One might expect Psalm 130 to be appointed for this day; the lament that says, “Out of the depths have I called to you, O Lord.” Instead, we read Psalm 43, a petition for God’s help in times of trouble, asking for God’s vindication against the ungodly ones who have behaved in deceitful and unjust ways against her. Affirming her trust in God, she asks why this has happened: “Why have you cast me off?” Then she prays, “Send out your light and your truth; let them lead me! Isn’t that what we most need when besieged by deceit and injustice? Once led through the treachery of injustice, let God’s light and truth bring her to God’s holy hill in Jerusalem and to God’s dwelling there, the temple. There, she will worship God with exceeding joy and praise him with the harp. After reaffirming her commitments to God, the psalmist turns reflective and asks herself, “Why are you cast down, O my soul, and why are you disquieted within me?” Her counsel is that universal word that continues to resound throughout scripture: “Hope in God, for I shall again praise him, my help and my God.” Yes, this is a difficult time, but God is present within it as her help and will be triumphant. There will come a time beyond this when she will again be filled with joy and praise.
Hebrews, having warned against the dangers of unbelief and its consequences, turns to the promise of entering God’s rest for those who believe. Recalling the Jews’ history, the reader is reminded that the good news came to their ancestors, but it did not benefit them because they were not “united by faith with those who listened.” On the other hand, “we who have believed enter that rest.” Notice that the verb is first person plural, present tense, meaning that we who believe have already entered it, but, it is a continuing reality. The quotation of Psalm 95:11, in which God, in anger swore, “They shall not enter my rest,” is not only a word of reminder about the past, but also recognition that God’s rest that he took up on the seventh day of creation is still available, though some enter it and others do not. Since it does remain open for some to enter, so too, “today” it is open as Psalm 95:7 confesses in its plea for people to return to the Lord. Had the rest that came to them upon entering the land of promise under Joshua’s leadership been sufficient, David (the psalm), would not have needed to speak of a “today” in which to enter. So, the sabbath rest still remains for the people of God, and those who enter it cease from their labors in order to rest in Gods security, peace and life. Again, the author exhorts his readers to make every effort to enter into God’s rest, so that none fall through disobedience. The writer now makes a statement that has been memorized by countless, but largely misunderstood. “The word of God,” that is living, active, sharper than any two-edged sword that pierces until it divides what seems undividable, and is able to judge our thoughts and intentions, is not the Bible. It is the living Word, Jesus Christ. Before him no creature is hidden, but all are laid naked and bare to the eyes of him to whom each must render an account. The Word of God is the judge at the end of history. That said; let us remember that he is also our great high priest who has entered through the heavens into the presence of the Father. So hold fast to our confession, for he sits there at the Father’s right hand as one who has been tested in every regard as we are, yet without sin. He is not unsympathetic to our plight. Therefore, let us approach the throne of grace (notice it is grace and not judgment) with boldness, that we may receive mercy and find grace to help in time of need. This last phrase is often used as a call to prayer in Reformed liturgies, especially prayers of confession.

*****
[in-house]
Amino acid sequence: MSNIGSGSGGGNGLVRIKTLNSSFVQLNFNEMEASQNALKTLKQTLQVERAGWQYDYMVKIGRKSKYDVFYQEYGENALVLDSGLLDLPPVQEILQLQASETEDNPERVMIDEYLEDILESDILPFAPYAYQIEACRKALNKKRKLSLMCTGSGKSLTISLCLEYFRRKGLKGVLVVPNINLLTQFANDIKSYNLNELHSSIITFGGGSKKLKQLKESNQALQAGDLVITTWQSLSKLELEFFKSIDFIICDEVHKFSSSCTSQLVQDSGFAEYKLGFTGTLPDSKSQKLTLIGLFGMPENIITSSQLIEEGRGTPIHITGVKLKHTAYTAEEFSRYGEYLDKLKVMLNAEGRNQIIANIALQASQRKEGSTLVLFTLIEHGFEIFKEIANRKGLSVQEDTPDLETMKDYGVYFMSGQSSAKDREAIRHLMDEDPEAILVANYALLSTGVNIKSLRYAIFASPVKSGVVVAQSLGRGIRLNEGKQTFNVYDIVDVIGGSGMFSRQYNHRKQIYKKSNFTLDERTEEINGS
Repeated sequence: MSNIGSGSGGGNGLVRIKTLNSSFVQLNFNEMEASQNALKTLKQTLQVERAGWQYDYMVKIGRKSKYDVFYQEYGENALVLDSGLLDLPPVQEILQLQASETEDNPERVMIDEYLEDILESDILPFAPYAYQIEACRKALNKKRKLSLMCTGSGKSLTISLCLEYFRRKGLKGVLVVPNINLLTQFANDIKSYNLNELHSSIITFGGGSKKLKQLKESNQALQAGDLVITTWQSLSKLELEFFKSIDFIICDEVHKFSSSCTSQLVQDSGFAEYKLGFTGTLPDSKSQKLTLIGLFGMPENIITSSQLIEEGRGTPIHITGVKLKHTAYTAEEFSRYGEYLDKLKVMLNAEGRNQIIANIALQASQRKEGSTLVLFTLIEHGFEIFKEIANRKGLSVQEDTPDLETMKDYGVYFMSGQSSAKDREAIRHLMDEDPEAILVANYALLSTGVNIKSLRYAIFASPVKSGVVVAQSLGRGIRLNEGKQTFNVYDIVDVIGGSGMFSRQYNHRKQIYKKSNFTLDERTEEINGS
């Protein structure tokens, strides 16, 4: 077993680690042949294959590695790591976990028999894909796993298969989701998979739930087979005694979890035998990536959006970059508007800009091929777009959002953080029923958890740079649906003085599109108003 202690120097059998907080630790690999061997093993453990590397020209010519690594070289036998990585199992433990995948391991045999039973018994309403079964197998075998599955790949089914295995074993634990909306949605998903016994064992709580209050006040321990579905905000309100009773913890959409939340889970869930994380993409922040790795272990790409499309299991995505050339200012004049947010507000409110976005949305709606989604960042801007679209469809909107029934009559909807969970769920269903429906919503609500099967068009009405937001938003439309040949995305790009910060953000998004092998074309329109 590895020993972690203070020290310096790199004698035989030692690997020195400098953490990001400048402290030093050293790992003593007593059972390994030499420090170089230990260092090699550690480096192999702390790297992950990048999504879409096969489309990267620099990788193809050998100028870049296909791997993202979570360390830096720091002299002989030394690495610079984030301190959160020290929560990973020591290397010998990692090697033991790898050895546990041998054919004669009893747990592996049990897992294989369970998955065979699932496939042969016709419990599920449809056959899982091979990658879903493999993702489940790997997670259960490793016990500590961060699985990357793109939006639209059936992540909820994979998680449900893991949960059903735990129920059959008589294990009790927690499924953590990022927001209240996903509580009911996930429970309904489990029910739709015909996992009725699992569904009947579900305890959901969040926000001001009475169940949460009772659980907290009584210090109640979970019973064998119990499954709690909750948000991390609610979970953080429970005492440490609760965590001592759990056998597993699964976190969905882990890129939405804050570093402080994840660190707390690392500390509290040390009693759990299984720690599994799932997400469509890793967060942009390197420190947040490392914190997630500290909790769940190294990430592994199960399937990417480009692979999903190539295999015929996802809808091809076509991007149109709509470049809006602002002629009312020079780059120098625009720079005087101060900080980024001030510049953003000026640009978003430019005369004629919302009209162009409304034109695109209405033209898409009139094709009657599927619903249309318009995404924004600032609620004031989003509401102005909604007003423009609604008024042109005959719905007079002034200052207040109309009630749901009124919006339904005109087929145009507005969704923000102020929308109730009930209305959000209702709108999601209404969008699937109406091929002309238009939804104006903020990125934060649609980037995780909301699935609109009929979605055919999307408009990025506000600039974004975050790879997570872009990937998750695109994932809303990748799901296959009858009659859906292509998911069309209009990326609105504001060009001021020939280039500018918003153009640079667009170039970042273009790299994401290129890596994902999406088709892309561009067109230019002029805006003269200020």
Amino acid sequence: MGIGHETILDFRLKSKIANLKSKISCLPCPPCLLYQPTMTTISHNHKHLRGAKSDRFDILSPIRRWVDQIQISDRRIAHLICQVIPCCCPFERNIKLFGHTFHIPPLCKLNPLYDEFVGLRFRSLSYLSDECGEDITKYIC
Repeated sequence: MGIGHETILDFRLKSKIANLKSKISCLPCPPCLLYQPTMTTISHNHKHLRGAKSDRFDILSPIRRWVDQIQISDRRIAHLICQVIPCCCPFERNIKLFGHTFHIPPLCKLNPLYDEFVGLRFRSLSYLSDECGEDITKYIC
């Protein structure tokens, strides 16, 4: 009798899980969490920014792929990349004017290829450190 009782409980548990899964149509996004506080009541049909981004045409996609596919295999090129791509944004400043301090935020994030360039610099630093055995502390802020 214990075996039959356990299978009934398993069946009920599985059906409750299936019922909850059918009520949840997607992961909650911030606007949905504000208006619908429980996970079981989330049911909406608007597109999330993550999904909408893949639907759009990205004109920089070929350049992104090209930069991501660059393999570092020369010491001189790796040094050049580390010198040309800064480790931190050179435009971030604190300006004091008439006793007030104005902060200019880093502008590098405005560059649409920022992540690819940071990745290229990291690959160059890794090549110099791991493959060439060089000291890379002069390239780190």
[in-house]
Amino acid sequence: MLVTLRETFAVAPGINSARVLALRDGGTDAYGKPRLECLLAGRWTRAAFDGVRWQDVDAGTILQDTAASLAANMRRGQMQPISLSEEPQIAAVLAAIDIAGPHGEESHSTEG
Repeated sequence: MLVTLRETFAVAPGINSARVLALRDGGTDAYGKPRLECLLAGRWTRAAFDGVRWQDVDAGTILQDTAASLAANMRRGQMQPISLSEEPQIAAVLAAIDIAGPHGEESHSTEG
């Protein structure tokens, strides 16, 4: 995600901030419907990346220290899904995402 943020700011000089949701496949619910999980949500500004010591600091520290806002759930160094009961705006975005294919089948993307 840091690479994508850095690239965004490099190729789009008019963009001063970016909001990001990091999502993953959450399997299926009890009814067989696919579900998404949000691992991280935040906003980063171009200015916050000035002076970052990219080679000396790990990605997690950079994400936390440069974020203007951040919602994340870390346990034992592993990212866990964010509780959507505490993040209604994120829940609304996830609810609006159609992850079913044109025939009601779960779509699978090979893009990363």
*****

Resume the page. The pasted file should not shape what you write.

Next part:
We are at the high water mark of Paul’s theology in the letter to the Romans: there is no condemnation for those who are joined to Christ Jesus, because God has done in Christ what the law, weakened by human flesh, could not do for us. By sending his son in the flesh, Christ dealt with sin, and condemned it in his own flesh, so that what the law was designed to produce might be fulfilled in any who walk, not by the flesh but by the Spirit. It is then, a matter of mindset! Set the mind on the flesh (sin and its ways) and the result is always death. Set the mind on the Spirit (God and God’s ways) and the result is life and peace. The former is hostile to God; it cannot possibly submit to the law, much less keep it, and, therefore, simply cannot please God. But in Christ, we are not of the flesh but of the Spirit, since the Spirit of God dwells in us. And though our bodies are dead because of sin and still susceptible to its power, the Spirit is alive in us because of God’s righteousness. Then Paul says, “If the Spirit of him who raised Jesus from the dead dwells in you, he who raised Christ from the dead will give life to your mortal bodies through his Spirit which dwells in you.” It is not just a promise about the future beyond death; it is a promise for life now. God is doing in us what you and I cannot do for ourselves, in and through Jesus Christ.
Author: The Rev. Dr. Fred R. Anderson
Created: June 21, 2012
The Rev. Dr. Fred R. Anderson, Pastor of Madison Avenue Presbyterian Church, offers thoughts on today’s lectionary readings.